He dutifully lifted the glass panel before he left the room bolting the door as though to reiterate his refusal to allow the door to remain open. Almost at once she heard a scraping at the window and she turned to find the black, bearded face of her Eile staring back. The giant bird squeezed through the thin space and landed on the stone floor, stretching its wings as though to emphasise its size before it cocked its head to one side and surveyed the tethered woman. It seemed far more interested in the rope than the knives but after a time it carried one of bayonets forward to her. She struggled to sever the cord, but her determination outweighed her exhaustion and eventually she released herself. The raven leapt easily to the window ledge and waited as she raised the pane as far as it would go before it disappeared out of the window and seemed to vanish into the world beyond. She pulled herself through the opening and carefully slid the glass closed before she stumbled away from the building.


She did not know where she was going only that she sought the trees for cover. She stumbled and crawled towards the sound of running water and leaned over the edge of the stream of draw hands full of water to her lips. She felt tears stream from her eyes as she stumbled onward, spinning full circles to try and take in the ecstatic feeling of freedom. But, despite finding this source of water, she still felt faint through the lack of food and her mind began to play tricks on her. Someone was calling her name a short distance away and she rushed towards it, eager to find its owner. But as soon as she had turned a corner in the gorge, it sounded to come from around the next bend.

William gave a sharp laugh before he and Francis walked towards the farmhouse. But as soon as they were five paces away the smile fell from his face.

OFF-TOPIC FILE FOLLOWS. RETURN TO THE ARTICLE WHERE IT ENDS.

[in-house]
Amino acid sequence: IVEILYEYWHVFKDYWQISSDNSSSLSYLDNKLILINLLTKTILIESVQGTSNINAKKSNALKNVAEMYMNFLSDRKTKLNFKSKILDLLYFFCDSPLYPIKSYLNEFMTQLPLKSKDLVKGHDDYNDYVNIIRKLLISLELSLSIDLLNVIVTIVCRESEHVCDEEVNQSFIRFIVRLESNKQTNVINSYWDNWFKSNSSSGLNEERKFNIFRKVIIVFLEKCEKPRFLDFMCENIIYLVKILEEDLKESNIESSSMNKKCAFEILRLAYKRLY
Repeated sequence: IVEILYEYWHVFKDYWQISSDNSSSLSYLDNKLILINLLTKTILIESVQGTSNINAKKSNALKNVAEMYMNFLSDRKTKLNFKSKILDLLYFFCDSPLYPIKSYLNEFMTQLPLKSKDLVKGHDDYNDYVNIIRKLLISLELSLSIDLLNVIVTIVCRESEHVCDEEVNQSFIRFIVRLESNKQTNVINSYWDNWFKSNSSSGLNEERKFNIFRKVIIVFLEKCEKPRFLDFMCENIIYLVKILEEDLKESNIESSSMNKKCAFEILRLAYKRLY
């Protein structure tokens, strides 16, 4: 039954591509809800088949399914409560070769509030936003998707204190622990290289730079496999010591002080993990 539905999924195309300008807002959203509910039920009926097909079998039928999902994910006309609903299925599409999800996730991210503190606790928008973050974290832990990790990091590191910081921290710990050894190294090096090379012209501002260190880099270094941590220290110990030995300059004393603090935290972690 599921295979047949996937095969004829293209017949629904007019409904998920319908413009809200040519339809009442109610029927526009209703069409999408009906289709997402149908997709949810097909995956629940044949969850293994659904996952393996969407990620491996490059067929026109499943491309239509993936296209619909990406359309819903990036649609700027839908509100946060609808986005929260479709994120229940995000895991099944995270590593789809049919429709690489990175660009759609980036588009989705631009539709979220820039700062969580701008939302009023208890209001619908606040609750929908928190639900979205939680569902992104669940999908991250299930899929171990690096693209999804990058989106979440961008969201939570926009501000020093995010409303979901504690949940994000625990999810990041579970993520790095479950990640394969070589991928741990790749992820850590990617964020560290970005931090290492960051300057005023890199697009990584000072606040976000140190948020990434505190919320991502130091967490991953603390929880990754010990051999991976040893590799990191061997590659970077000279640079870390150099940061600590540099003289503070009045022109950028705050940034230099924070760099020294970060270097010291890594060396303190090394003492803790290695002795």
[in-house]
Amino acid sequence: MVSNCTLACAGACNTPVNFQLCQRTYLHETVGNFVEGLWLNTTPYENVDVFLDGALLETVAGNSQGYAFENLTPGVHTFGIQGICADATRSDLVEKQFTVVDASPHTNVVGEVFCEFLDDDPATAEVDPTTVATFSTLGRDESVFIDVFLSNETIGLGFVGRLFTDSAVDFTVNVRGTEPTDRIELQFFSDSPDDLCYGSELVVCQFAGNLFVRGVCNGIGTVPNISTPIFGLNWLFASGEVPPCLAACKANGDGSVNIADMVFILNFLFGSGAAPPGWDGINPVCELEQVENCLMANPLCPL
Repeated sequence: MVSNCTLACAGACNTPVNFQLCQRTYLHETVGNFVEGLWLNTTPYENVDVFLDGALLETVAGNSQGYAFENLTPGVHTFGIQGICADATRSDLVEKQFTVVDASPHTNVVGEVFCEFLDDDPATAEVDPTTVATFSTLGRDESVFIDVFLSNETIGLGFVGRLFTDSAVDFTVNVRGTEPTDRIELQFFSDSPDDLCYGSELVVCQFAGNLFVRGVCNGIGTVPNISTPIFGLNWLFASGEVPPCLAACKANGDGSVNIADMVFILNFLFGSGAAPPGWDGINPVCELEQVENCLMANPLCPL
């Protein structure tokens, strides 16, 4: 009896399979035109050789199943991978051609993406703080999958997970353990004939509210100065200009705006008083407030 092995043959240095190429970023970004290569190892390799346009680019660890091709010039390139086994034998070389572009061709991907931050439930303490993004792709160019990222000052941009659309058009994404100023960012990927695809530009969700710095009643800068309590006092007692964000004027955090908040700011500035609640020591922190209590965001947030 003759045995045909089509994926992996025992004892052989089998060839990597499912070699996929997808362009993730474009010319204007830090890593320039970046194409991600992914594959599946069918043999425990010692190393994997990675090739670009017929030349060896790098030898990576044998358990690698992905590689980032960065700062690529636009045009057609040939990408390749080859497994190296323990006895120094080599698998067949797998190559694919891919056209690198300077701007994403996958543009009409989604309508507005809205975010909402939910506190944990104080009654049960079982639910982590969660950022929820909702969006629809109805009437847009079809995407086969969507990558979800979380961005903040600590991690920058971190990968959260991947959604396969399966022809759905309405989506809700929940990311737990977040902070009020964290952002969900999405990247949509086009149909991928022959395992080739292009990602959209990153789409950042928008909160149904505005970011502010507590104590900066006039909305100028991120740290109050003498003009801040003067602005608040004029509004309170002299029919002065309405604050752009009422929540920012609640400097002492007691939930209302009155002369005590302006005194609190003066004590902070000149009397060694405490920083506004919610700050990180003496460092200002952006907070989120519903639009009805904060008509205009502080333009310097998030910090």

“I haven’t forgotten why you’re here, Francis,” he remarked.


“Nor have I,” he replied. “It’s almost a year since I left Catherine. She has the right to an answer.”


“What answer would you give?”


“You’re asking me? William, when you first started courting Catherine you were a perfect suitor. Then you took your side against everything we thought you upheld, but despite pain of death if you were discovered, you still sought her. Now, when you’re achieving so much for the cause which should have been the Stuart’s, you could return to my father and make a fair request to marry her. Why do you hesitate? Is it Annie?”


“Annie?” William knocked upon the door and turned back to Francis, recalling the years they had known one another. “I have not been untrue to Catherine, either in action or in thought. But how can I leave this?”

Caledon Book 2

James did not waste a moment but ran to the back door and pushed it open. His clan, each with pistols drawn, were scarcely a second behind him. It was dark in the room, and colder than they had ever known it before. James looked in horror at the three bodies that covered the floor. Each was a militiaman and all of them lay in pools of blood that had formed beneath their necks.

“Light a candle,” Malcolm whispered. “I can’t see anything.”


“You would be happier not to,” William responded, but stopped as a long, low growl came from the corner of the room and his eyes met with those of a tall, lanky dog which curled its lips back as it walked forward.


“You did this?” James asked, never questioning why he addressed the wolf. “Where is Annie?”


In response the animal snarled as it watched him before snapping its long, sharp teeth at him. William reached his hand out to the animal and, after sniffing the offering in the outstretched hand, it turned and walked over to one of the corpses and placed its enormous paw on the still chest.

“Father Hanley is-” Annie swallowed hard and forced her eyes to stay dry and her voice to remain strong. “He’s administering the Last Rites. At least he’ll have the peace he deserves.”


“Then he’s definitely going to die?” James felt like a child as he begged the right answer of Annie. “Can’t we do anything more for him?”


“Caledon has already done so much for him.”


“Caledon led him to his death. His terrible treatment and this awful death.”


“You don’t see it do you?” She sat beside him and sighed. “People are going to die. People dear to us and people who oppose us. It’s not Caledon’s duty to make sure they all live, it is Caledon’s duty to ensure they all have a reason to live. That’s what the people don’t understand, and nor will they until you understand it yourself.”